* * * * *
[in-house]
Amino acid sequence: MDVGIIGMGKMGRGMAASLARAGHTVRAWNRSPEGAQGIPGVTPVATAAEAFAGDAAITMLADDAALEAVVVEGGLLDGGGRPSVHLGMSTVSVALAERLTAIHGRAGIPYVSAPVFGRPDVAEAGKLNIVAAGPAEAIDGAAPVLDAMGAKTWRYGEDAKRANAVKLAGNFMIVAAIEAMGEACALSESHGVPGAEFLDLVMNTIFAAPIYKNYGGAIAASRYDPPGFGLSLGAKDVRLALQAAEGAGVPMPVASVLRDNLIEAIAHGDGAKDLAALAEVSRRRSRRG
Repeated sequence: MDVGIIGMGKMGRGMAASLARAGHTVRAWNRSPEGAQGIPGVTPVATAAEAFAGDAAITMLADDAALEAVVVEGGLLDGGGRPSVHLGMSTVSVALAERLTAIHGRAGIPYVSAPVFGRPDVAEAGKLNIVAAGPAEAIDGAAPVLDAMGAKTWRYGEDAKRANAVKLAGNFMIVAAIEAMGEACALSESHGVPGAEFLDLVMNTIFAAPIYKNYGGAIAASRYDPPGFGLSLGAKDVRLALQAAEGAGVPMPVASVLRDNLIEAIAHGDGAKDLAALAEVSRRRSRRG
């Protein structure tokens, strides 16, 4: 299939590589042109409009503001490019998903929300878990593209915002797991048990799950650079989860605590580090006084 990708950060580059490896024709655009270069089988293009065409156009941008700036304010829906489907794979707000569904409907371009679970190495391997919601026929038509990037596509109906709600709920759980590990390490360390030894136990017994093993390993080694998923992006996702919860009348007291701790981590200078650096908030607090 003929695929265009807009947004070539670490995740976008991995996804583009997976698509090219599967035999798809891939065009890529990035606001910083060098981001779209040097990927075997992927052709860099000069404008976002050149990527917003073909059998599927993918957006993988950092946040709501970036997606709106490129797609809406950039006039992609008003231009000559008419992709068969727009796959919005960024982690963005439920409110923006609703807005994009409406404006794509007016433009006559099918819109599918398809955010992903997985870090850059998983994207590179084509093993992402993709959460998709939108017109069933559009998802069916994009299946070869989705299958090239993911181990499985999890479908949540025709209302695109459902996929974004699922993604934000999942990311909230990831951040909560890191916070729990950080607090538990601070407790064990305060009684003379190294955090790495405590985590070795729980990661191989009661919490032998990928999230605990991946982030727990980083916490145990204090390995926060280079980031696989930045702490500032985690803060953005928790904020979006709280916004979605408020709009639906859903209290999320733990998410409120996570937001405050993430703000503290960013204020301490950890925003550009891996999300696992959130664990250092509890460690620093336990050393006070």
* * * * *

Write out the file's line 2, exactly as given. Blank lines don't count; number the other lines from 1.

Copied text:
Amino acid sequence: MDVGIIGMGKMGRGMAASLARAGHTVRAWNRSPEGAQGIPGVTPVATAAEAFAGDAAITMLADDAALEAVVVEGGLLDGGGRPSVHLGMSTVSVALAERLTAIHGRAGIPYVSAPVFGRPDVAEAGKLNIVAAGPAEAIDGAAPVLDAMGAKTWRYGEDAKRANAVKLAGNFMIVAAIEAMGEACALSESHGVPGAEFLDLVMNTIFAAPIYKNYGGAIAASRYDPPGFGLSLGAKDVRLALQAAEGAGVPMPVASVLRDNLIEAIAHGDGAKDLAALAEVSRRRSRRG